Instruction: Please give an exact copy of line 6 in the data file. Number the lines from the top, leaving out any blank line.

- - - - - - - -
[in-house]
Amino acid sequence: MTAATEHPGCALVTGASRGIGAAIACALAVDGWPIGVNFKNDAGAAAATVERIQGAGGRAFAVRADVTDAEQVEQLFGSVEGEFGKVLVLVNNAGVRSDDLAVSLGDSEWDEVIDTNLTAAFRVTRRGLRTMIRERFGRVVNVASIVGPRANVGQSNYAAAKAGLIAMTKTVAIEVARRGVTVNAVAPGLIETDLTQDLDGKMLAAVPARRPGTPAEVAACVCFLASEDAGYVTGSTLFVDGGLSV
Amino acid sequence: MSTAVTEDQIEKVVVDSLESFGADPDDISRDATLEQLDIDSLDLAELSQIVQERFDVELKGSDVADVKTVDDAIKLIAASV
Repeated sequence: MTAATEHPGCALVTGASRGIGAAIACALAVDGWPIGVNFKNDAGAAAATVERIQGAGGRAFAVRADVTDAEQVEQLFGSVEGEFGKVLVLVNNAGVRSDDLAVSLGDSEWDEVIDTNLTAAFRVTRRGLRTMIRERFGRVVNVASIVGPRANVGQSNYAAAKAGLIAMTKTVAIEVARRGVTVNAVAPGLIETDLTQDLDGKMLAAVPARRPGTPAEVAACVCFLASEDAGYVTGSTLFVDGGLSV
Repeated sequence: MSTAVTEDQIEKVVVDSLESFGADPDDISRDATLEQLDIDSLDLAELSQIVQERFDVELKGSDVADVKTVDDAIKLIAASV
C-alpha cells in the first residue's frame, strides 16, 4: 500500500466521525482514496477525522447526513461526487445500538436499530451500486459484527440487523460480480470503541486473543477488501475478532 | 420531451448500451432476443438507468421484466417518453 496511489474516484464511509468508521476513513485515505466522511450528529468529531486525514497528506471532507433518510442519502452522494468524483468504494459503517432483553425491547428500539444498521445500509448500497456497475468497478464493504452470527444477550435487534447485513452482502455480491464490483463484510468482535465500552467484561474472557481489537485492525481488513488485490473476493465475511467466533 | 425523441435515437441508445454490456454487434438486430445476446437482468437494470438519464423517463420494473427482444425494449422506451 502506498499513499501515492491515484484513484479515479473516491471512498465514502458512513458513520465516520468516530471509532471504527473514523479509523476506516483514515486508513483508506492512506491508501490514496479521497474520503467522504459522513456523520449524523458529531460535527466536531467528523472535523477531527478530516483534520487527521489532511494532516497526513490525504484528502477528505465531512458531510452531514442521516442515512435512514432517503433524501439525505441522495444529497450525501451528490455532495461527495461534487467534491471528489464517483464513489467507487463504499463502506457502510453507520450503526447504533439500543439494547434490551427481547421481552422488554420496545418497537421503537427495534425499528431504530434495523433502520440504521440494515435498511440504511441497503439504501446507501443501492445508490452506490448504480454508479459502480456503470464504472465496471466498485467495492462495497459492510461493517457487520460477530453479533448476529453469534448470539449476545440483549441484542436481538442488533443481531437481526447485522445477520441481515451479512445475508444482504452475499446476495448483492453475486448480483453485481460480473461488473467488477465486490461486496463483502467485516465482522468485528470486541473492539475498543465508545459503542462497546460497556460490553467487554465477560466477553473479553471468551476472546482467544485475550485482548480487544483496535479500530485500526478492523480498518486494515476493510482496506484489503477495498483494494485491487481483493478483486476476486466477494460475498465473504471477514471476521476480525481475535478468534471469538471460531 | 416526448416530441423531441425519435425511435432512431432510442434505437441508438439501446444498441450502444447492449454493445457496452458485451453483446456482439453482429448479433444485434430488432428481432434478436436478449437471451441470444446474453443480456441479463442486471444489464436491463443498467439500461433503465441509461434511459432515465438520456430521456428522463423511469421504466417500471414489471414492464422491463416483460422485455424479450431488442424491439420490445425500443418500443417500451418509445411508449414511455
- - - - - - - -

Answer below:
C-alpha cells in the first residue's frame, strides 16, 4: 500500500466521525482514496477525522447526513461526487445500538436499530451500486459484527440487523460480480470503541486473543477488501475478532 | 420531451448500451432476443438507468421484466417518453 496511489474516484464511509468508521476513513485515505466522511450528529468529531486525514497528506471532507433518510442519502452522494468524483468504494459503517432483553425491547428500539444498521445500509448500497456497475468497478464493504452470527444477550435487534447485513452482502455480491464490483463484510468482535465500552467484561474472557481489537485492525481488513488485490473476493465475511467466533 | 425523441435515437441508445454490456454487434438486430445476446437482468437494470438519464423517463420494473427482444425494449422506451 502506498499513499501515492491515484484513484479515479473516491471512498465514502458512513458513520465516520468516530471509532471504527473514523479509523476506516483514515486508513483508506492512506491508501490514496479521497474520503467522504459522513456523520449524523458529531460535527466536531467528523472535523477531527478530516483534520487527521489532511494532516497526513490525504484528502477528505465531512458531510452531514442521516442515512435512514432517503433524501439525505441522495444529497450525501451528490455532495461527495461534487467534491471528489464517483464513489467507487463504499463502506457502510453507520450503526447504533439500543439494547434490551427481547421481552422488554420496545418497537421503537427495534425499528431504530434495523433502520440504521440494515435498511440504511441497503439504501446507501443501492445508490452506490448504480454508479459502480456503470464504472465496471466498485467495492462495497459492510461493517457487520460477530453479533448476529453469534448470539449476545440483549441484542436481538442488533443481531437481526447485522445477520441481515451479512445475508444482504452475499446476495448483492453475486448480483453485481460480473461488473467488477465486490461486496463483502467485516465482522468485528470486541473492539475498543465508545459503542462497546460497556460490553467487554465477560466477553473479553471468551476472546482467544485475550485482548480487544483496535479500530485500526478492523480498518486494515476493510482496506484489503477495498483494494485491487481483493478483486476476486466477494460475498465473504471477514471476521476480525481475535478468534471469538471460531 | 416526448416530441423531441425519435425511435432512431432510442434505437441508438439501446444498441450502444447492449454493445457496452458485451453483446456482439453482429448479433444485434430488432428481432434478436436478449437471451441470444446474453443480456441479463442486471444489464436491463443498467439500461433503465441509461434511459432515465438520456430521456428522463423511469421504466417500471414489471414492464422491463416483460422485455424479450431488442424491439420490445425500443418500443417500451418509445411508449414511455